Demand for health services across Scotland is at an “all-time high” and the pressures will only increase, a report has warned.
Papers to be presented to the Aberdeen Health and Social Care Partnership (AHSCP), a collaborative body with the NHS, council and charities, will next week detail the level of challenges faced.
The report says that with an ageing population demand for health services is already at an “all-time high” and that the cost of agency and locum staffing in the north and north-east is significantly higher than the rest of the country.
Vacancy rates for consultants, nurses and other health professionals is also rising – with NHS Grampian having 9.1% of posts unfilled.
The report reads: “Supplementary Staffing is increasing due to the challenges around recruitment and retention, sickness absence and pressures to meet waiting time targets and other service pressures and is a significant cost pressure.
“There is a significant variation in spend across Scotland with the north region highest at £43 per 1,000 population compared to £27 and £23 per 1,000 population in the east and west of Scotland respectively.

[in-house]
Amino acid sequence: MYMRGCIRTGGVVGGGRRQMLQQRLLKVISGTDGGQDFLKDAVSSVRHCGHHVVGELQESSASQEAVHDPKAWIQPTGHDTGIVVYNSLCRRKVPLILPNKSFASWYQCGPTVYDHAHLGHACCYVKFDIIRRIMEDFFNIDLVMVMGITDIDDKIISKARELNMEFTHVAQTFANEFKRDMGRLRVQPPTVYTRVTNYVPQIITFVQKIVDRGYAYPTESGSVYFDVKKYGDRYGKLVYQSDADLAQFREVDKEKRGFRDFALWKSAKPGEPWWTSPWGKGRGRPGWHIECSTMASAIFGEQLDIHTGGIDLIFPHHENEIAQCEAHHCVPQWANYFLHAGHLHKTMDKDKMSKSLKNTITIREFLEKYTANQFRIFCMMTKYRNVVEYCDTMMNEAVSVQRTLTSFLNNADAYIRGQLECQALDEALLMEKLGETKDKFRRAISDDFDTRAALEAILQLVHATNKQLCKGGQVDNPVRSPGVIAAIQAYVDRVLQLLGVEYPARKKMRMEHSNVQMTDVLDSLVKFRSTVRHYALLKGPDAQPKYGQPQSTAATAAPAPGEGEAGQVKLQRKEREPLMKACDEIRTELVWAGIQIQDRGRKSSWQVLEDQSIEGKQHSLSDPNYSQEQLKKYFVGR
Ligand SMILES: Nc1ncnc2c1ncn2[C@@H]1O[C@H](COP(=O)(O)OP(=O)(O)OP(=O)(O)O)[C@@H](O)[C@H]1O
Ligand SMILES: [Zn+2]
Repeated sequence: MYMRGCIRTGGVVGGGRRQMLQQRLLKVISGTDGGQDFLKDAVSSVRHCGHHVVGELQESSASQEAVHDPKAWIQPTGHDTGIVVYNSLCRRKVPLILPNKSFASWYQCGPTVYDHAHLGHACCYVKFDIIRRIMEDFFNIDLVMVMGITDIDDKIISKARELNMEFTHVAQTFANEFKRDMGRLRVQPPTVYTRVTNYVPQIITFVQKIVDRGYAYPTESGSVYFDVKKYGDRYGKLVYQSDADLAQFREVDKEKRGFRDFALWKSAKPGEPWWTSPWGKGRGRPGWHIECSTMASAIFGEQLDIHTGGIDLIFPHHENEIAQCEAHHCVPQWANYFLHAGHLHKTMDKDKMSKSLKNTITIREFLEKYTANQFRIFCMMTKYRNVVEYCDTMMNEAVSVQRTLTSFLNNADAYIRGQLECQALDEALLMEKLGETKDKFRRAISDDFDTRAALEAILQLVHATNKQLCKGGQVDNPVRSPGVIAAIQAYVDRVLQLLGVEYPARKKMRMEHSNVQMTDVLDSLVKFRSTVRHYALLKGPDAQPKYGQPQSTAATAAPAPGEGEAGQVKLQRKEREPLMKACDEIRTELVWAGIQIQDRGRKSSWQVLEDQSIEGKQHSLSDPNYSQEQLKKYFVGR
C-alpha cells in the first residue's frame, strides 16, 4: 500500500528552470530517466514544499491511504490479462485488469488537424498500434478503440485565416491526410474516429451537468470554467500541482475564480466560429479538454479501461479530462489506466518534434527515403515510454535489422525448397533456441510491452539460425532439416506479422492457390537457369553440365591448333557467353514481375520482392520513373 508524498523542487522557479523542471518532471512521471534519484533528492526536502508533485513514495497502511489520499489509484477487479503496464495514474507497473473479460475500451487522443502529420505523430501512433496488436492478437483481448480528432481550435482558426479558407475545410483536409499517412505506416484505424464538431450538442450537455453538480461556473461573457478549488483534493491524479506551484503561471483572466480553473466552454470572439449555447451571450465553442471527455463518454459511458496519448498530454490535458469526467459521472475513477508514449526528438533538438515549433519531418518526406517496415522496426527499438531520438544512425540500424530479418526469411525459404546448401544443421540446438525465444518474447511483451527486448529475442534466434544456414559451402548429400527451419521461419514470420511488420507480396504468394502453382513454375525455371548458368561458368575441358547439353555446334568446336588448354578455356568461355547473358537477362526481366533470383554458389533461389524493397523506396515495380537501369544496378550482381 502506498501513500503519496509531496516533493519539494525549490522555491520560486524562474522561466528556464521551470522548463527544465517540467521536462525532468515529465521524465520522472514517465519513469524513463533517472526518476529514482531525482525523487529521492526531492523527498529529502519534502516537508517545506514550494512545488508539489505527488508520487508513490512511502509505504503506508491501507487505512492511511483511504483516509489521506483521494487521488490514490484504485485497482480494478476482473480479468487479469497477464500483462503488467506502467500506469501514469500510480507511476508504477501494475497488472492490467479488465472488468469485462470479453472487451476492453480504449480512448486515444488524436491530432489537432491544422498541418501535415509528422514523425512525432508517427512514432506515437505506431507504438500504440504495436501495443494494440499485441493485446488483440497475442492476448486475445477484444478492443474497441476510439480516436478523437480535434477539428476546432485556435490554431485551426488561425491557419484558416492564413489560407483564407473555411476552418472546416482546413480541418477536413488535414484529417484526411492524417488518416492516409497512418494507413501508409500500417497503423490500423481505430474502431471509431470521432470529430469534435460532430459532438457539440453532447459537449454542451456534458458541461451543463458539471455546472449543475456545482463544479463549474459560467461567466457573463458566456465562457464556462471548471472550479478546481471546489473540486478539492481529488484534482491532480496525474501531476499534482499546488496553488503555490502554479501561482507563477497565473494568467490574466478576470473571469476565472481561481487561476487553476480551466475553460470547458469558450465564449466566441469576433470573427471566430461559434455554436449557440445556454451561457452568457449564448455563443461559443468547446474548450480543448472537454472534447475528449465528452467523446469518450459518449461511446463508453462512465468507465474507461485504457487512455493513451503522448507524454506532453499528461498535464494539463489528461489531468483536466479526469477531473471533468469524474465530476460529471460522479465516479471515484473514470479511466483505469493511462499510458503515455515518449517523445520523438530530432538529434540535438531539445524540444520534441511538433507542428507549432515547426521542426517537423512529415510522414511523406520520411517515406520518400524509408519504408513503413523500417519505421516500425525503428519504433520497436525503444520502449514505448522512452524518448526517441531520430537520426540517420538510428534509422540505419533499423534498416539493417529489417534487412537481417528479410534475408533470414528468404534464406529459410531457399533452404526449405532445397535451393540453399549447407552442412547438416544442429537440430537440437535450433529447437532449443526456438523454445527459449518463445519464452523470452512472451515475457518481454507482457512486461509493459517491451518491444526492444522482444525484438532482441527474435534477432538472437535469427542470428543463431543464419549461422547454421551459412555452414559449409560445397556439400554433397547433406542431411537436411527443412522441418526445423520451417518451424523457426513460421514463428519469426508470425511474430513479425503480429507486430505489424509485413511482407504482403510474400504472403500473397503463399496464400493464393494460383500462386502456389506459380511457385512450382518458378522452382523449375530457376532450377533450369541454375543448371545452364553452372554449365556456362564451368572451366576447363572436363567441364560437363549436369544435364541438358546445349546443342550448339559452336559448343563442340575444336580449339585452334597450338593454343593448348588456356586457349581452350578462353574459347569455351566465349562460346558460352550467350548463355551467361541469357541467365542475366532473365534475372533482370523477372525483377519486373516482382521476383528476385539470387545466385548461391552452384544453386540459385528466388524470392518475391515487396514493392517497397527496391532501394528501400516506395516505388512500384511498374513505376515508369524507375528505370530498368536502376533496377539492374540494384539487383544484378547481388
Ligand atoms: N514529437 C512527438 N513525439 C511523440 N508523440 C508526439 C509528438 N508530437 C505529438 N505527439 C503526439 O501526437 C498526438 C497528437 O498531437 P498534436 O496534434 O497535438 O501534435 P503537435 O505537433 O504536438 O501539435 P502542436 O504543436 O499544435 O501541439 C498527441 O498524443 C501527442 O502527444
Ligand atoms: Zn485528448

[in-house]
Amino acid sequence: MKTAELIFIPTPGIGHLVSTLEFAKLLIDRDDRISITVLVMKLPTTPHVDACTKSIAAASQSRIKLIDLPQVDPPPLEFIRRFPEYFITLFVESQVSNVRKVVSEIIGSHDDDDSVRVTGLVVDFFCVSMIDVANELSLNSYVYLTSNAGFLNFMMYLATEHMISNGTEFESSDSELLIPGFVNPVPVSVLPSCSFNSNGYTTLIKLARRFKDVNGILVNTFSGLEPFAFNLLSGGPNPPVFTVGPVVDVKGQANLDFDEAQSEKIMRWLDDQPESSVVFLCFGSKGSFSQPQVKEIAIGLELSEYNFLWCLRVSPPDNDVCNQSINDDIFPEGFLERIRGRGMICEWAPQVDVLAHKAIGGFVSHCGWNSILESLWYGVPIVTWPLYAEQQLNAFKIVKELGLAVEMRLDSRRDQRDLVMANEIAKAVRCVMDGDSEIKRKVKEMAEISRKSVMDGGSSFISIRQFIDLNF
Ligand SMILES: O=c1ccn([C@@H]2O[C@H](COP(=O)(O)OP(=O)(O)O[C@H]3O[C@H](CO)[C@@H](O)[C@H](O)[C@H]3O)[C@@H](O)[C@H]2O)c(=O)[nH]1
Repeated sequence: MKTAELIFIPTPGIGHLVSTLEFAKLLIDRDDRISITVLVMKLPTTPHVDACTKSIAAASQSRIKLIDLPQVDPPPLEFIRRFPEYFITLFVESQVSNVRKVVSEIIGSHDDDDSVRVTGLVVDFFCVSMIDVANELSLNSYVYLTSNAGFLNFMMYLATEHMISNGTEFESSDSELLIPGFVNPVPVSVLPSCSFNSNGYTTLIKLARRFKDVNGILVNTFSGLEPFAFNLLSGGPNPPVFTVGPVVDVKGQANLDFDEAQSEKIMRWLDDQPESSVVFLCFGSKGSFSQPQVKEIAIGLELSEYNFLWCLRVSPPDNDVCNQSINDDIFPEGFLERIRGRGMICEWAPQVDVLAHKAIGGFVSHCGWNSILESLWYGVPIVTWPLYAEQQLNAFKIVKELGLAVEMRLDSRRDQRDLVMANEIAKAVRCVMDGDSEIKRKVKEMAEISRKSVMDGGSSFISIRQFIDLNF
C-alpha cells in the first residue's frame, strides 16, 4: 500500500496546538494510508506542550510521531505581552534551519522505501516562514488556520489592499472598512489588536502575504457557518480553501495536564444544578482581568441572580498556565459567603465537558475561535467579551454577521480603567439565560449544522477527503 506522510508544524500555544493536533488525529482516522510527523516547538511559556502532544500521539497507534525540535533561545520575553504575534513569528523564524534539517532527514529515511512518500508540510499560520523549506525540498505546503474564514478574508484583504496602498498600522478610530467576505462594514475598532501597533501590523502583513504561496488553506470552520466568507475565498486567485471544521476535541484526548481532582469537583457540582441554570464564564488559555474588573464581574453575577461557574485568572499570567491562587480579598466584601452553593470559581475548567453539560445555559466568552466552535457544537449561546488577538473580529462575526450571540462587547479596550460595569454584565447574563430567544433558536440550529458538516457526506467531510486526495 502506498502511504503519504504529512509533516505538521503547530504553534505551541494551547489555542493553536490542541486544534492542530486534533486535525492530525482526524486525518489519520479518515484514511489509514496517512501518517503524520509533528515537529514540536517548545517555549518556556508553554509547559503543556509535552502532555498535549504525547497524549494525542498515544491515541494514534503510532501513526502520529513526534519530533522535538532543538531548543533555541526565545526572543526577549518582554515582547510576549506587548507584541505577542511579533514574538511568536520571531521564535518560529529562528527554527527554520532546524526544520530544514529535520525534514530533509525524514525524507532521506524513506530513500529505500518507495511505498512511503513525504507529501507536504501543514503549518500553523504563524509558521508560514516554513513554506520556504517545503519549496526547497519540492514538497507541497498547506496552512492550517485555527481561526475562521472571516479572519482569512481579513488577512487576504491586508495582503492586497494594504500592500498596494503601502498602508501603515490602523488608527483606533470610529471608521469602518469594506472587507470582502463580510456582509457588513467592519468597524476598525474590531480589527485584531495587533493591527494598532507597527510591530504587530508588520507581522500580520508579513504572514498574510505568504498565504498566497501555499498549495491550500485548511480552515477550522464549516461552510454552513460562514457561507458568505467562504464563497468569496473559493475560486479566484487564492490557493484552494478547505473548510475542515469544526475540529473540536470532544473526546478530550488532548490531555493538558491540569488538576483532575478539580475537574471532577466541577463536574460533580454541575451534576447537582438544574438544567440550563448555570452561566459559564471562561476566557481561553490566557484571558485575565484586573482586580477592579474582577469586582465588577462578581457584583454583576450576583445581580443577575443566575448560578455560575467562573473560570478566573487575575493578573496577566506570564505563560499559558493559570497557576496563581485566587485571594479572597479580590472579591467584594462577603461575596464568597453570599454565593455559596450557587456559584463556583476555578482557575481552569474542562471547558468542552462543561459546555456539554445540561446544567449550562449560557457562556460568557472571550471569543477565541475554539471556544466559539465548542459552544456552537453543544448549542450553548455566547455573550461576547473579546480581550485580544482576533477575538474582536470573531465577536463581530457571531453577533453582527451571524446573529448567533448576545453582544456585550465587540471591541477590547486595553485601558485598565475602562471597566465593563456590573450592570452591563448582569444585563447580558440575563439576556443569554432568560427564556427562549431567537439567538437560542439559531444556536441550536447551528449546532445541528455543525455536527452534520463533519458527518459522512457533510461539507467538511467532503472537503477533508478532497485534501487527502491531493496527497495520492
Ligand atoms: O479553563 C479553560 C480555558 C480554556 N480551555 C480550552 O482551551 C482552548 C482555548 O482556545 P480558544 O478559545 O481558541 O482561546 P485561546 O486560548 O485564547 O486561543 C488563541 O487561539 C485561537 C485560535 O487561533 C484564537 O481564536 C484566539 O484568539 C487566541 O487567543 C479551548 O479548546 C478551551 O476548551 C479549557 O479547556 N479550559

“Some boards have managed to reduce their costs, but this remains a challenge in a number of areas, including Grampian.”
One area in which there have been successes is in regards to drug costs, which are reducing as health bosses look for generic variants and new collaboration between health and council bosses in areas like social care is also bringing down costs.
Earlier this month the Press and Journal revealed that crumbling hospitals in the north and north-east need more than £1 billion worth of repair work in coming years.
Hospitals in the area now contain 66% of all the “high risk” problems identified at health service buildings across Scotland.
And the majority of the backlog is at three hospitals – Aberdeen Royal Infirmary, Raigmore Hospital and Ninewells in Dundee.
North-east Labour MSP Lewis Macdonald, who sits as the convener of Holyrood’s health and sport committee, said his committee had recommended three major strategies to ensure health services continue at the same level in the future.
He said more technology should be introduced to allow easy access to patient medical records and called for more integration between the NHS and councils and a further emphasis on preventing ill health rather than focussing on curing it.
He said: “There is a lot of things that need to happen to ensure the health service can keep delivering the level of services that people are entitled to expect into the future.
“People are living longer and when they do reach the end of their lives they often have more complex health care needs. This trend is irreversible.
“At the health and sport committee we have made a number of recommendations.
“There is a lot that the government is already doing but there are still some areas that progress could be made in.”